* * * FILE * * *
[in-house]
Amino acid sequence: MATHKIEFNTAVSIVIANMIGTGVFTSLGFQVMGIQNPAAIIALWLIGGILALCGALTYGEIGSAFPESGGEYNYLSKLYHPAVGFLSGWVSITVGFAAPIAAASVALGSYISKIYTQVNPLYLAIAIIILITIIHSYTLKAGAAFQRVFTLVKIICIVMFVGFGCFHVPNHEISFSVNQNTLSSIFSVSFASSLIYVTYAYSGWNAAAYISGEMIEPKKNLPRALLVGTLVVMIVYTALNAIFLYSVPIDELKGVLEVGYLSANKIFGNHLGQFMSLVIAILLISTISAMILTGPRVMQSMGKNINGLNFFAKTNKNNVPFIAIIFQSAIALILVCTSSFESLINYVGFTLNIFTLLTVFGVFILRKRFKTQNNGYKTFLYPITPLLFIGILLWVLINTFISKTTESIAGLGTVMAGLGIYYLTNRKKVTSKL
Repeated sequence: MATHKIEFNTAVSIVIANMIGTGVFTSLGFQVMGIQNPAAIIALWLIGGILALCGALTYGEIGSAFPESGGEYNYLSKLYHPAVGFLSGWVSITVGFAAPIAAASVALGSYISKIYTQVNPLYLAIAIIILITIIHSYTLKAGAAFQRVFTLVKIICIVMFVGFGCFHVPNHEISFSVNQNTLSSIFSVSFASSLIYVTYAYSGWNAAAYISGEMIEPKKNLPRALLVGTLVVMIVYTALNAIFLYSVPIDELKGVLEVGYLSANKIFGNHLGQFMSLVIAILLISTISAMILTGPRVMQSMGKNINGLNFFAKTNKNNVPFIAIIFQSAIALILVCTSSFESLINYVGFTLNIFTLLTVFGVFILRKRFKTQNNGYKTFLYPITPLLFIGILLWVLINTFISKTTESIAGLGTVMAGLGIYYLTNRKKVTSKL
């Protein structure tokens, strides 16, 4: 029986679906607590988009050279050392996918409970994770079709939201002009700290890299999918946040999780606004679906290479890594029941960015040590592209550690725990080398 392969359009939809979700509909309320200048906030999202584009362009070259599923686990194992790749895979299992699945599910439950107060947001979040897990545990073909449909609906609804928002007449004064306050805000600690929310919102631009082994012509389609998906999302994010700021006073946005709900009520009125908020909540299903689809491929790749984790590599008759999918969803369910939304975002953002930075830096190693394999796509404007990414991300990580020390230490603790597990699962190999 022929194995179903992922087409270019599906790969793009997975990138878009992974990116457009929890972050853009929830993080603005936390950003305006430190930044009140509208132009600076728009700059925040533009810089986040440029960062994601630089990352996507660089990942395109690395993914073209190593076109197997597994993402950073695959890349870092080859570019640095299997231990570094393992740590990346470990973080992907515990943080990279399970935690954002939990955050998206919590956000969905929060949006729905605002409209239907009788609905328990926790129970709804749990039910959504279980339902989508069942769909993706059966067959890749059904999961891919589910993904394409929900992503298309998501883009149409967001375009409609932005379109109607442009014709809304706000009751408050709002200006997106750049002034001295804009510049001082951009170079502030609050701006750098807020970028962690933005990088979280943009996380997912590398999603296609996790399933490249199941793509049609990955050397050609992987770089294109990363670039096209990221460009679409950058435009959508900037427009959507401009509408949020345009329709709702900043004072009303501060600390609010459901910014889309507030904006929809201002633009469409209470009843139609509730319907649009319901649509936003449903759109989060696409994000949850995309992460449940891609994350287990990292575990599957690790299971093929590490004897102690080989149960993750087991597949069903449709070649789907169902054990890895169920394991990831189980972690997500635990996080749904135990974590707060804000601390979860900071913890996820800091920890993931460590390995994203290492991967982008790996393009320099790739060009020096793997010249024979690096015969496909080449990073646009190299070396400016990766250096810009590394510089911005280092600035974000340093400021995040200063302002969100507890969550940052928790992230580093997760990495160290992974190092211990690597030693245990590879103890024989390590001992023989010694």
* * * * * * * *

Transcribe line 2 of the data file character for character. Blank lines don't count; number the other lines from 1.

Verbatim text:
Amino acid sequence: MATHKIEFNTAVSIVIANMIGTGVFTSLGFQVMGIQNPAAIIALWLIGGILALCGALTYGEIGSAFPESGGEYNYLSKLYHPAVGFLSGWVSITVGFAAPIAAASVALGSYISKIYTQVNPLYLAIAIIILITIIHSYTLKAGAAFQRVFTLVKIICIVMFVGFGCFHVPNHEISFSVNQNTLSSIFSVSFASSLIYVTYAYSGWNAAAYISGEMIEPKKNLPRALLVGTLVVMIVYTALNAIFLYSVPIDELKGVLEVGYLSANKIFGNHLGQFMSLVIAILLISTISAMILTGPRVMQSMGKNINGLNFFAKTNKNNVPFIAIIFQSAIALILVCTSSFESLINYVGFTLNIFTLLTVFGVFILRKRFKTQNNGYKTFLYPITPLLFIGILLWVLINTFISKTTESIAGLGTVMAGLGIYYLTNRKKVTSKL